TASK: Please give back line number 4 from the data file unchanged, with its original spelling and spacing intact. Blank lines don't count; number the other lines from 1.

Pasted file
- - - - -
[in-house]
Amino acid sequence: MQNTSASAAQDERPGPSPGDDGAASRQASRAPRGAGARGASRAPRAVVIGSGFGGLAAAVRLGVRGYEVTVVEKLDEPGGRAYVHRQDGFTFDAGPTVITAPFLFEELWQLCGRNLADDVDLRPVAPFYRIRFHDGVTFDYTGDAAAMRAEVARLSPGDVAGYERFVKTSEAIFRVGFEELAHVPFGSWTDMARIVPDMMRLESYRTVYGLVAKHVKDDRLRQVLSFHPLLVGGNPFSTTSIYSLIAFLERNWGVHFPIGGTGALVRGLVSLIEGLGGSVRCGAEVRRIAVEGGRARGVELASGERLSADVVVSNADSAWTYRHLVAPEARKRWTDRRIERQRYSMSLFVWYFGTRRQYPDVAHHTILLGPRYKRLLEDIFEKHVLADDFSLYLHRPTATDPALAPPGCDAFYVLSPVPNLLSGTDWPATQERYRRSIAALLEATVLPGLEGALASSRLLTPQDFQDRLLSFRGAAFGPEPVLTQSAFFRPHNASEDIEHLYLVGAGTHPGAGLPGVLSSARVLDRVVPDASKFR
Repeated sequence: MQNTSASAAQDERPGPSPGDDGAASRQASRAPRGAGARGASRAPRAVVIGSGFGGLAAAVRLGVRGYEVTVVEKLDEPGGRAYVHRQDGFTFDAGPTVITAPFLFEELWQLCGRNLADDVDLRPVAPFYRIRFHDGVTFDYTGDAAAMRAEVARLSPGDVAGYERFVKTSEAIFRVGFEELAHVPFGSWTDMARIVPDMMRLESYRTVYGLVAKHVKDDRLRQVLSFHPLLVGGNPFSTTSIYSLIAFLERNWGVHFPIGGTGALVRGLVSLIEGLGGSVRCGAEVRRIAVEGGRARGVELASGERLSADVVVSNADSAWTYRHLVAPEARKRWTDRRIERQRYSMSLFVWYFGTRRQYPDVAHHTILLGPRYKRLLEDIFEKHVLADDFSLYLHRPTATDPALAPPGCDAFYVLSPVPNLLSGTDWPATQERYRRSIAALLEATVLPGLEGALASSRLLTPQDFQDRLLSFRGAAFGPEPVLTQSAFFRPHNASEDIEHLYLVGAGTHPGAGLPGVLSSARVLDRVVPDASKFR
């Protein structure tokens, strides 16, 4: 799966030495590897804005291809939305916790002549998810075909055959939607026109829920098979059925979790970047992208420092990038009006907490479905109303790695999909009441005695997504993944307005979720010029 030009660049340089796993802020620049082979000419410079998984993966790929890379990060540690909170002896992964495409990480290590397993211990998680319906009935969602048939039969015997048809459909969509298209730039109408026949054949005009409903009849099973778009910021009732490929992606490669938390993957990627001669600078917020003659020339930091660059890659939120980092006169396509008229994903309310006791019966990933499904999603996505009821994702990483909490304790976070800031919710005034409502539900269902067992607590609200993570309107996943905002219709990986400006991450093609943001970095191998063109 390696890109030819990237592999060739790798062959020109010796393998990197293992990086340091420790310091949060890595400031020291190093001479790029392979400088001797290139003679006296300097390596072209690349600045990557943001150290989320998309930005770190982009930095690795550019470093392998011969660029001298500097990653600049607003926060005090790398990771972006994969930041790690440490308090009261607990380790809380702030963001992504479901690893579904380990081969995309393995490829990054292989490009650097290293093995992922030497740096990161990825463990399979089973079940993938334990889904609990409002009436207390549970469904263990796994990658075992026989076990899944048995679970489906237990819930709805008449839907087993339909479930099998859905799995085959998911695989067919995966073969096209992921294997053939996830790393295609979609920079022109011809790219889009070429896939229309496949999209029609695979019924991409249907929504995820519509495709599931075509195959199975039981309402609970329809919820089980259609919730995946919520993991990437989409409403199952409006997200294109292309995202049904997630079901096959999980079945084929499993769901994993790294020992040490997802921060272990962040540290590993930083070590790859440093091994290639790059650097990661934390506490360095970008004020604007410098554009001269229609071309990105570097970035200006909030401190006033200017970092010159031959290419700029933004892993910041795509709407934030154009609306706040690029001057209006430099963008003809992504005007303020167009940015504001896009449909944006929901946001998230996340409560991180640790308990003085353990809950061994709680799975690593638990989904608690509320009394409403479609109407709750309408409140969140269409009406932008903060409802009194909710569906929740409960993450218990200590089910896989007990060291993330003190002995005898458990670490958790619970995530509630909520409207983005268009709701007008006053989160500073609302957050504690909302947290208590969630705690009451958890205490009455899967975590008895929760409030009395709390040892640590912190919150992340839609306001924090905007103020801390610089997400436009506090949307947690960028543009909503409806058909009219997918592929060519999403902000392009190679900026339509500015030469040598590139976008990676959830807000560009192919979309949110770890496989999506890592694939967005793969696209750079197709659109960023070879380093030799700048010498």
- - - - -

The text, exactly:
């Protein structure tokens, strides 16, 4: 799966030495590897804005291809939305916790002549998810075909055959939607026109829920098979059925979790970047992208420092990038009006907490479905109303790695999909009441005695997504993944307005979720010029 030009660049340089796993802020620049082979000419410079998984993966790929890379990060540690909170002896992964495409990480290590397993211990998680319906009935969602048939039969015997048809459909969509298209730039109408026949054949005009409903009849099973778009910021009732490929992606490669938390993957990627001669600078917020003659020339930091660059890659939120980092006169396509008229994903309310006791019966990933499904999603996505009821994702990483909490304790976070800031919710005034409502539900269902067992607590609200993570309107996943905002219709990986400006991450093609943001970095191998063109 390696890109030819990237592999060739790798062959020109010796393998990197293992990086340091420790310091949060890595400031020291190093001479790029392979400088001797290139003679006296300097390596072209690349600045990557943001150290989320998309930005770190982009930095690795550019470093392998011969660029001298500097990653600049607003926060005090790398990771972006994969930041790690440490308090009261607990380790809380702030963001992504479901690893579904380990081969995309393995490829990054292989490009650097290293093995992922030497740096990161990825463990399979089973079940993938334990889904609990409002009436207390549970469904263990796994990658075992026989076990899944048995679970489906237990819930709805008449839907087993339909479930099998859905799995085959998911695989067919995966073969096209992921294997053939996830790393295609979609920079022109011809790219889009070429896939229309496949999209029609695979019924991409249907929504995820519509495709599931075509195959199975039981309402609970329809919820089980259609919730995946919520993991990437989409409403199952409006997200294109292309995202049904997630079901096959999980079945084929499993769901994993790294020992040490997802921060272990962040540290590993930083070590790859440093091994290639790059650097990661934390506490360095970008004020604007410098554009001269229609071309990105570097970035200006909030401190006033200017970092010159031959290419700029933004892993910041795509709407934030154009609306706040690029001057209006430099963008003809992504005007303020167009940015504001896009449909944006929901946001998230996340409560991180640790308990003085353990809950061994709680799975690593638990989904608690509320009394409403479609109407709750309408409140969140269409009406932008903060409802009194909710569906929740409960993450218990200590089910896989007990060291993330003190002995005898458990670490958790619970995530509630909520409207983005268009709701007008006053989160500073609302957050504690909302947290208590969630705690009451958890205490009455899967975590008895929760409030009395709390040892640590912190919150992340839609306001924090905007103020801390610089997400436009506090949307947690960028543009909503409806058909009219997918592929060519999403902000392009190679900026339509500015030469040598590139976008990676959830807000560009192919979309949110770890496989999506890592694939967005793969696209750079197709659109960023070879380093030799700048010498």